[Verse 1]
Spirit of my silence I can hear you
But I'm afraid to be near you

He's looking deeply inside of himself, at his spirit. He says the spirit of my silence, which I think is a beautiful way to talk about what's inside of us. The deep, deep feelings that we have but that are not expressed. We carry these emotions in us but we don't necessarily talk about them and we might not share these feelings or thoughts with other people. So, we remain silent. He's looking deeply at everything that he's not expressing and he can hear it, he can feel it, but he says that he's afraid. He's scared to look at this feeling. He’s scared to express it with words. And that's what he means by being near this spirit of silence. He knows he wants to open up but it's a little bit uncomfortable. He ends this verse by saying:

And I don't know where to begin
As he looks deeper at his emotions, at the silent part of his spirit, he doesn't even know where to start. It sounds like he's overwhelmed with the intensity of the feelings, so he feels confused, and he doesn't know where to begin. How does he start unpacking this deep feeling? Verse 2 starts:

[Verse 2]
Somewhere in the desert there's a forest
And an acre before us

A desert is usually thought of as a place without much life, especially plant life. But here he says, that somewhere in this desert, in this barren land, there's a forest. And of course a forest is full of trees and plants and life. The desert sounds like a metaphor for his mind, for all of those silent feelings that he has deep inside. He knows that somewhere in that vast desert is a forest. He knows that there's some life, some truth to be found somewhere in it. But before he can get to the forest he has this acre of land before him. You can think of an acre as just a large portion of land. An acre is about 4,000 square meters of land. So, it's a pretty big amount of space. While he knows that there's a forest, that there's something worthwhile here, he once again says:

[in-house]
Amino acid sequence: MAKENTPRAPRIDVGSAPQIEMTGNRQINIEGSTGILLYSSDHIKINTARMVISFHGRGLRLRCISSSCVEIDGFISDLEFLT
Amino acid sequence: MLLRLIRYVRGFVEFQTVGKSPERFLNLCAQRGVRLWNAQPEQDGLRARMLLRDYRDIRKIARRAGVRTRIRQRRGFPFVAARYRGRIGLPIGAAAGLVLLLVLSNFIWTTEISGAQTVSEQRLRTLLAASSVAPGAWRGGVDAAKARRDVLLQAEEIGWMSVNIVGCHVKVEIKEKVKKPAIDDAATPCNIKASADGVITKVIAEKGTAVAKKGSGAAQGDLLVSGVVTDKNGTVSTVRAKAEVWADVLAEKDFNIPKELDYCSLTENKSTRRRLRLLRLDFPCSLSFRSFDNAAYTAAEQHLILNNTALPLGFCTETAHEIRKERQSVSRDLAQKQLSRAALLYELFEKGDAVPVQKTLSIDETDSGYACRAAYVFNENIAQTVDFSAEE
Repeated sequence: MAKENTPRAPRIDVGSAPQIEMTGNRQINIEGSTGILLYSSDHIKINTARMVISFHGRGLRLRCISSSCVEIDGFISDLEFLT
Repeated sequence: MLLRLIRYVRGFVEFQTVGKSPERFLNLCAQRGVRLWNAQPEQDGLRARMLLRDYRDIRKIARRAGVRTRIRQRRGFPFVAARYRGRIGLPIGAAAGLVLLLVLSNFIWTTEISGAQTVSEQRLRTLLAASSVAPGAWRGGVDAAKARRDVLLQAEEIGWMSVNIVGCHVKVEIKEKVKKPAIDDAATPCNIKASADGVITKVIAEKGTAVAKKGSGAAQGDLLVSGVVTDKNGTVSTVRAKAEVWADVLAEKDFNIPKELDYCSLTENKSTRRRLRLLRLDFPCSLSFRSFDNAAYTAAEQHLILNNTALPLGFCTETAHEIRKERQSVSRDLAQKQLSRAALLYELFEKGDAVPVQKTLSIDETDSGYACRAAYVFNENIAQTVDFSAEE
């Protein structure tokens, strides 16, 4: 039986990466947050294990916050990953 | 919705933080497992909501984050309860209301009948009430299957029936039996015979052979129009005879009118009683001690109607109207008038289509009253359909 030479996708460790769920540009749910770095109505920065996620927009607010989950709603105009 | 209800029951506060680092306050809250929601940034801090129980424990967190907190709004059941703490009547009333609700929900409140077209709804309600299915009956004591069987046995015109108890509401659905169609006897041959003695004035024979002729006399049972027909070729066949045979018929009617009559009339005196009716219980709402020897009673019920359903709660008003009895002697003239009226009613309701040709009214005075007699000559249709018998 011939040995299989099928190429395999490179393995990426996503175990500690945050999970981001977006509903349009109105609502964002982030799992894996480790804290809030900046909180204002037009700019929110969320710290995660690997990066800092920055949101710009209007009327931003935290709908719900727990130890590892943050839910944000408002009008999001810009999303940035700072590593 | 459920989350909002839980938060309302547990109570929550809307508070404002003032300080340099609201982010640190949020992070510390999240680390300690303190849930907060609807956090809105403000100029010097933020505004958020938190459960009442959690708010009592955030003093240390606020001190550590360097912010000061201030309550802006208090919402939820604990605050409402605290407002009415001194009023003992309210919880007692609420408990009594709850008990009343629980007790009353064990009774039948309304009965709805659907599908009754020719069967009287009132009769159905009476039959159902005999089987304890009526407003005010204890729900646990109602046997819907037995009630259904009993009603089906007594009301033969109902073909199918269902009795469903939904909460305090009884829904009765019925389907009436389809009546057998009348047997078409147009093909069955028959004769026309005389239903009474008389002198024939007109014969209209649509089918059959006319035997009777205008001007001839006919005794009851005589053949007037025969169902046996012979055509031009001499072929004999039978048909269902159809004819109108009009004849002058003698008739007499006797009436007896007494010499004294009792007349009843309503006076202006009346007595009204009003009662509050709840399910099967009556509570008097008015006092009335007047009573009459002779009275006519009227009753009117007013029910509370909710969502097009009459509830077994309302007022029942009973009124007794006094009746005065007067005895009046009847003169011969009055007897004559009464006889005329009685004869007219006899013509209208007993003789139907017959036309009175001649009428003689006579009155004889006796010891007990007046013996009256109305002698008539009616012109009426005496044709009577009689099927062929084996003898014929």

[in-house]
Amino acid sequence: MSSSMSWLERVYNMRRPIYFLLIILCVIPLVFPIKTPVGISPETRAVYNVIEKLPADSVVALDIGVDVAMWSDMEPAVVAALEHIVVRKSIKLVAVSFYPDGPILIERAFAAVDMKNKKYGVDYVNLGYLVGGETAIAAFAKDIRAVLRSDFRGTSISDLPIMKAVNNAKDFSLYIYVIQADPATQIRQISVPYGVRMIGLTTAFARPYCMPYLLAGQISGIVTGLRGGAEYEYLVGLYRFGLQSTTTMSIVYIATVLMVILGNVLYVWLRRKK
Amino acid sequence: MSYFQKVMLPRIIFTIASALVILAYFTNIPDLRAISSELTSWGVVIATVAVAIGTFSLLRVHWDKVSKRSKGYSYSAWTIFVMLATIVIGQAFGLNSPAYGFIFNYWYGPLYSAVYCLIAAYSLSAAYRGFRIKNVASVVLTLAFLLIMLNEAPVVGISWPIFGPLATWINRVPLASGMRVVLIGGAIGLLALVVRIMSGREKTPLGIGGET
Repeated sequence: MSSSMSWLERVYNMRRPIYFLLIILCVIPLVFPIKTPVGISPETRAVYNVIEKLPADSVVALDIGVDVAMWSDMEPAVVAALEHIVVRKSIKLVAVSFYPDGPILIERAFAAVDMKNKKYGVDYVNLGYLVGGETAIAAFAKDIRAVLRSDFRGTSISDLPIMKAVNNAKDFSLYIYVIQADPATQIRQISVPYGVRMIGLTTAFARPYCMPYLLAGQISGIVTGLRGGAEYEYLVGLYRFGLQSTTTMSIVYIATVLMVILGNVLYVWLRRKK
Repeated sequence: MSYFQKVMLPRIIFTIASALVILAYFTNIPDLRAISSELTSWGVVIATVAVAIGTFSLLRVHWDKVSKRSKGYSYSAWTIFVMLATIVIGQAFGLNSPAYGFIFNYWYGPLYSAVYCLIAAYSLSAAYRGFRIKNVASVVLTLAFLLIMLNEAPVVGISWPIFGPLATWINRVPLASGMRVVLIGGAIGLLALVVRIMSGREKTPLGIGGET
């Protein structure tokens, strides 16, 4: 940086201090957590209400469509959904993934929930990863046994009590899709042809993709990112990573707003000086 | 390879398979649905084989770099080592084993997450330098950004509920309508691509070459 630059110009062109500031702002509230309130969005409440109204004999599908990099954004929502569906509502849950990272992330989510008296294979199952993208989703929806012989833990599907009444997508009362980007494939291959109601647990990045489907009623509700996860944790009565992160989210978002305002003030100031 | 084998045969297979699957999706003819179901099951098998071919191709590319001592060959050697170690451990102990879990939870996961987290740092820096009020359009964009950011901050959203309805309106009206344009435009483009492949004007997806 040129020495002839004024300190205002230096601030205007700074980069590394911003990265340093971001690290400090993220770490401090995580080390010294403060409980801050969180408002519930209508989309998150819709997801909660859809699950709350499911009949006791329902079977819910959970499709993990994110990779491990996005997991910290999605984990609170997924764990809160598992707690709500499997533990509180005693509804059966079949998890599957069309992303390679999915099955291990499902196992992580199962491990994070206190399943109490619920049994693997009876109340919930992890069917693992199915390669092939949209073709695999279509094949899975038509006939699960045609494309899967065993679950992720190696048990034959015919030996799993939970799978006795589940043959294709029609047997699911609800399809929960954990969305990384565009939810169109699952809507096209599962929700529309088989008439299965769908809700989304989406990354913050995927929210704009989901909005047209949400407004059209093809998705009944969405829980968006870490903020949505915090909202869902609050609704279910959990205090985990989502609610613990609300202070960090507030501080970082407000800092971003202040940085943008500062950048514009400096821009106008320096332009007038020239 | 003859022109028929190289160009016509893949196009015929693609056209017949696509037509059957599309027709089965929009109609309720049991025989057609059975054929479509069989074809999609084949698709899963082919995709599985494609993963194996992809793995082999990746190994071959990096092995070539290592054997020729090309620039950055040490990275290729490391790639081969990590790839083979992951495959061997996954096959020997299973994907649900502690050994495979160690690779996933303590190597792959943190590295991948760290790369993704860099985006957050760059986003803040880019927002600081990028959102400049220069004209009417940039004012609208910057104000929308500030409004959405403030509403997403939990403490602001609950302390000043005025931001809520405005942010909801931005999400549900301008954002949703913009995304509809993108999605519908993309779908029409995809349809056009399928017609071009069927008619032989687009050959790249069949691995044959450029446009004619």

But I don't know where to begin
He doesn't know how to reach that forest yet. For the time being he's stuck in the desert. Verse 2 continues. He says:

Again I've lost my strength completely
Oh, be near me tired old mare with the wind in your hair

As Sufjan takes this inner journey into the world of his feelings, he finds that his strength, his energy, is sapped, taken away. He says, I've lost my strength completely and then he asks this mare, M - A - R - E, which is an adult horse, to be near him, to be close to him, to stay with him. Mares have this nice, long mane of hair, and we get a nice picture here when he says “tired old mare with the wind in your hair.” I picture the mane of this horse blowing in the wind *wind noise*. Good imagery. We don't know exactly who the mare is. It's probably not a real horse. I think there's a good chance that it represents his mother, especially because he says tired old mare, which would make sense for a mother who went through so much pain and difficulty in life. However, it's also possible that the mare is a representation of God or the universe and Sufjan here is just asking for strength and support as he deals with death and loss of his mother. Continuing now to verse 3, it begins:

[Verse 3]
Amethyst and flowers on the table
Is it real or a fable?

We can imagine seeing these two objects: amethyst and flowers. Amethyst is a type of stone, or a gem. It has a purplish color and it's often used in jewelry. The word amethyst comes from the Greek language and it literally means “without intoxication”. So, this stone was traditionally thought to help people stay sober or keep them from being drunk or intoxicated. To me amethyst and flowers sound like gifts that they might have given his mother in order to say, “Hey, feel better!”, or just reminders that people care about her. Sufjan and his brothers and sisters might have left these gifts, amethyst and flowers, on the table. Maybe the hospital table or the table at their mother's house.